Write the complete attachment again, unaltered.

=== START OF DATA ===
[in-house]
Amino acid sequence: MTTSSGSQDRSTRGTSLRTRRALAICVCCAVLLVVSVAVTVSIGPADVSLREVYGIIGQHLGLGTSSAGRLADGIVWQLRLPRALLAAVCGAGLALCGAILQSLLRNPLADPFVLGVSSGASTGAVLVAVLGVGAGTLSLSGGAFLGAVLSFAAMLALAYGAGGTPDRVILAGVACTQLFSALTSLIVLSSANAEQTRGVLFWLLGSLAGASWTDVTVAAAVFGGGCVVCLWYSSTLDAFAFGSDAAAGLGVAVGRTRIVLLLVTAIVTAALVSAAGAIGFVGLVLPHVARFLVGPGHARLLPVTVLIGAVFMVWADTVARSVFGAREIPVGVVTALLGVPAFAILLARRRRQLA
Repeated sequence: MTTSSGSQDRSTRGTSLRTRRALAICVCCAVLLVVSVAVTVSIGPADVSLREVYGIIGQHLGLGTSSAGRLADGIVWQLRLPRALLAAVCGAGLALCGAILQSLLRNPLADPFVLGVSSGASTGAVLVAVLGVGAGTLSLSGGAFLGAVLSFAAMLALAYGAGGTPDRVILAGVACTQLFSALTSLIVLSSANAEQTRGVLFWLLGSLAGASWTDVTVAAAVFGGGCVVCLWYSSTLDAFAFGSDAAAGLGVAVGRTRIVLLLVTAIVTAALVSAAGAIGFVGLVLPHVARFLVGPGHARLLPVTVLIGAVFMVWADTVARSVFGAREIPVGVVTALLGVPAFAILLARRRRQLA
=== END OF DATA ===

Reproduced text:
[in-house]
Amino acid sequence: MTTSSGSQDRSTRGTSLRTRRALAICVCCAVLLVVSVAVTVSIGPADVSLREVYGIIGQHLGLGTSSAGRLADGIVWQLRLPRALLAAVCGAGLALCGAILQSLLRNPLADPFVLGVSSGASTGAVLVAVLGVGAGTLSLSGGAFLGAVLSFAAMLALAYGAGGTPDRVILAGVACTQLFSALTSLIVLSSANAEQTRGVLFWLLGSLAGASWTDVTVAAAVFGGGCVVCLWYSSTLDAFAFGSDAAAGLGVAVGRTRIVLLLVTAIVTAALVSAAGAIGFVGLVLPHVARFLVGPGHARLLPVTVLIGAVFMVWADTVARSVFGAREIPVGVVTALLGVPAFAILLARRRRQLA
Repeated sequence: MTTSSGSQDRSTRGTSLRTRRALAICVCCAVLLVVSVAVTVSIGPADVSLREVYGIIGQHLGLGTSSAGRLADGIVWQLRLPRALLAAVCGAGLALCGAILQSLLRNPLADPFVLGVSSGASTGAVLVAVLGVGAGTLSLSGGAFLGAVLSFAAMLALAYGAGGTPDRVILAGVACTQLFSALTSLIVLSSANAEQTRGVLFWLLGSLAGASWTDVTVAAAVFGGGCVVCLWYSSTLDAFAFGSDAAAGLGVAVGRTRIVLLLVTAIVTAALVSAAGAIGFVGLVLPHVARFLVGPGHARLLPVTVLIGAVFMVWADTVARSVFGAREIPVGVVTALLGVPAFAILLARRRRQLA